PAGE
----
On 1900, Sunday July 29th
at 10 PM, Gaetano Bresci (photo 1
and 2) an Italian anarchist from
Prato, near Florence, killed the king of Italy Umberto
I firing him three shots (four, according to other sources)
with a Hamilton&Richardson revolver,
while he was moving on an open carriage in the Royal Villa park
in Monza, near Milan, coming from the gymnasium of the gymnastic
club "Forti e liberi", where he awarded some athletes.
Domenica del Corriere, August 6th 1900, by Achille Beltrame,
first page of Il Messaggero July 31th 1900, works of Flavio Costantini
1, 2 and 3).
Bresci was a weaver, emigrated in the USA (at Patterson, New Jersey), where he was a member of an anarchist circle and one of the founders of the journal "La questione sociale". He came back to Italy on May 17th just to kill the king.
The motive of the attack was the revenge for the massacres of workers, ordered to repress risings of protest, like those in Sicily and in Lunigiana in 1894 and in Milan in 1898, where the Army fired on the crowd that manifested, assassinating hundred of persons (the exact number has never been assessed). The Milan rising arose from the ill-famed "grist-tax" which provoked a huge increase of bread and flour prices, whence followed the assault to the ovens and the hardest repression, carried on even by means of guns.
The same Umberto I, to whom many people attribute the political responsibility of the massacre, awarded the Piedmontese general Fiorenzo Bava Beccaris, who had ordered the massacre, congratulating him for defending the civilization.
Bresci let himself to be arrested
soon afterwards the regicide, whitout offering resistance, and
declared: "I didn't kill Umberto. I killed the king. I
killed a principle."
Lev Tol'stoj so commented the regicide: "Those ones, you always see them in their military uniform bearing at their side the instrument of the murder, the sabre. Murder is a job for them. But if only one of them is murdered, then you'll hear them complain and be indignant".
The case was prepared for the trial in just one month, and on August 29th 1900, in the Court of Assizes of Milan, in Piazza Beccaria, the trial begun. Bresci asked to be defended by the Socialist deputy Filippo Turati, who, after a talk with him, refused, even because he hadn't been practicing for ten years; therefore Bresci decided to entrust his defence to the lawyer Francesco Saverio Merlino, from Naples, who in his youth was an anarchist, even if at the time of the trial his sympathies were for the Revolutionary Socialist, although he wasn't involved in the political life.
The enquirers tried to give credit to the thesis of an anarchical conspiracy to kill Umberto, but Bresci always maintained he acted alone and on his own initiative, and no other anarchist was involved in the case.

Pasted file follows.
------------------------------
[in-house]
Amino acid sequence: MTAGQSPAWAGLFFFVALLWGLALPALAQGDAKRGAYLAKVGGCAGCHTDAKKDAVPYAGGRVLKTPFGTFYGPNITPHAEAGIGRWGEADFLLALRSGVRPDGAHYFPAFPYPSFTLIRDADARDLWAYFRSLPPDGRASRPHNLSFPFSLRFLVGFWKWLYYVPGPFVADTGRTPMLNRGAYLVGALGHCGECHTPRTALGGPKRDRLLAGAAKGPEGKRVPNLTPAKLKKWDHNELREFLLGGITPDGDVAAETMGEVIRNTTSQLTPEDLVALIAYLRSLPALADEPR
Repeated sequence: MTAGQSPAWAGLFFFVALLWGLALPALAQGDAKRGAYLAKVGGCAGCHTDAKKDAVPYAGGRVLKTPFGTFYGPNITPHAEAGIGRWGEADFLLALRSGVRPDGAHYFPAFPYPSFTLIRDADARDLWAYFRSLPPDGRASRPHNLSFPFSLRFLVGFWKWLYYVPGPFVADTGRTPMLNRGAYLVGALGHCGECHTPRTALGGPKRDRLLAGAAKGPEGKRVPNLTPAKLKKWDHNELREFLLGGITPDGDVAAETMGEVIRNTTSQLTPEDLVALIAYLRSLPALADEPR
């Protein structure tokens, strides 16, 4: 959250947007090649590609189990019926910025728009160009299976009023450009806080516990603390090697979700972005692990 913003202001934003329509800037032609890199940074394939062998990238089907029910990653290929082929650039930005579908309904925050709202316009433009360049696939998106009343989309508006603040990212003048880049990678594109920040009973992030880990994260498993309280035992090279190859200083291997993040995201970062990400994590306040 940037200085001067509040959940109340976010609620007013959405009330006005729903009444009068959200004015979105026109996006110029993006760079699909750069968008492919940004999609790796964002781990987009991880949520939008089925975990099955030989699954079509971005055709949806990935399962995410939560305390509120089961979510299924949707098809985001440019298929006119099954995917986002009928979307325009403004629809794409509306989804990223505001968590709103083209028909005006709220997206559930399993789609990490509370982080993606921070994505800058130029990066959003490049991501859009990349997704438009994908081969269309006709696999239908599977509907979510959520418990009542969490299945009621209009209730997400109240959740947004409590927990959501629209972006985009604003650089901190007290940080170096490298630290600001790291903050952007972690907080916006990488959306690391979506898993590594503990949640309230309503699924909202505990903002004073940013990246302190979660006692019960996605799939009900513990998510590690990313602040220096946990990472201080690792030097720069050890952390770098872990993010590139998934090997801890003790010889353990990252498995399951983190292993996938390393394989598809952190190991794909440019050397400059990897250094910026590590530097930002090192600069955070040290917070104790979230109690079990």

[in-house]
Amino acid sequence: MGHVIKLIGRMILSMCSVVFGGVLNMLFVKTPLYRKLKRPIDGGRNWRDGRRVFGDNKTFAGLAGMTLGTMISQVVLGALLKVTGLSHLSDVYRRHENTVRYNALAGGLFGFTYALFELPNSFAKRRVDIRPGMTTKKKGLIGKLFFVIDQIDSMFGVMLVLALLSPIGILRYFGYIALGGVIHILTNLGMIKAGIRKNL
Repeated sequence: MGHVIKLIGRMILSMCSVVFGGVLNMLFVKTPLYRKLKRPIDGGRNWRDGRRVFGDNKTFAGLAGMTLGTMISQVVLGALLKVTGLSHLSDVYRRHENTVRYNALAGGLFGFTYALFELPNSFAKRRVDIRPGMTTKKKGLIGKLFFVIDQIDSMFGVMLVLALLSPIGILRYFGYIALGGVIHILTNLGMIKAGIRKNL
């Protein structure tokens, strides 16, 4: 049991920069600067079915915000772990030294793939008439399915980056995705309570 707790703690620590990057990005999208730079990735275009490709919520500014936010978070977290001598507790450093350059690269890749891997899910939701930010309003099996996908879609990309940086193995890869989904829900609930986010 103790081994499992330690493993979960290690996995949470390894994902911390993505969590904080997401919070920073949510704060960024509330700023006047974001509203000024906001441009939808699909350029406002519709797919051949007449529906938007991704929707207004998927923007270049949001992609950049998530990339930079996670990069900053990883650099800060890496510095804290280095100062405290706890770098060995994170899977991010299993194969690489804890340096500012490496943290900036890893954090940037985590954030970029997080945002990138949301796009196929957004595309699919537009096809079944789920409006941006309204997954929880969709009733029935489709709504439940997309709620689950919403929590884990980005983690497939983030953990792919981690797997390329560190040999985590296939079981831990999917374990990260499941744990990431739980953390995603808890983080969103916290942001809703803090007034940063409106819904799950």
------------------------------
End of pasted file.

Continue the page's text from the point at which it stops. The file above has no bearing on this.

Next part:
The trial went one for just one
day, and Bresci was sentenced for the crime of regicide "to
the life imprisonment, of which the first seven years in continuous
seclusion in cell, to the perpetual disqualification from holding
public office, to the legal deprivation, to the deprivation of
the testamentary capacity, considering null and void a will which
by chance he made before the sentence" (the death penalty
had been abolished in Italy in 1889).
Bresci was first secluded in the Milan's jail of San Vittore, then in the penitentiary of Portoferraio, on the Elba island, finally he was deported in the penitentiary on Santo Stefano island (see my webpage)..
In Santo Stefano a special cell was purposely built for Bresci, the Generale Prison Department sent the plan to cavalier Cecinelli, the jail's director: it was absolutely identical to the one Alfred Dreyfus occuped on Devil's Island since 1895 and which he would have still occupied until 1906.
The cell was slightly smaller than common ones, and measured 3 x 3 metres: the only furnishings consisted in a wooden bed with a horsehair mattress (which during the day had to be lifted and tied to the wall with big leather belts), a stool fixed to the floor, a wooden washbowl, and the traditional bucket. The cell was separated from the others and placed at the end of a corridor built between the offices and the depots; even the terrace for the exercise hour was isolated, so that the prisoner was kept away also when his confinement was attenuated. The terrace was the only point in which the other prisoners could theoretically see Bresci, but his exercise hour coincided with a moment in which the companions of detainment were locked up: indeed they understood that Bresci had died just because their daily interdiction to go out during that hour ended. On the terrace there were also two sentry-boxes for the two guards who watched him in every moment.
The jailers Barbieri and De Vita, affirmed they found Gaetano Bresci dead at 2,55 PM of May 22th 1901, a Wednesday, after ten months of confinement.
According to the official version, Bresci would have strangled himself with a towel (according to others with a handkerchief), hanging it to the window's grating, eluding the continuous spy-hole surveillance and making no noise, in spite he had his feet locked in a long chain, fixed to a wall of the cell. Therefore it's easy to suspect that Bresci was murdered, maybe in a date previous to that officially declared. Some coincidences, when confirmed, could strengthen the State murder thesis: the director would have profited a redoubling of his salary and a Santo Stefano lifer would have benefited by the mercy a short time after Bresci's death.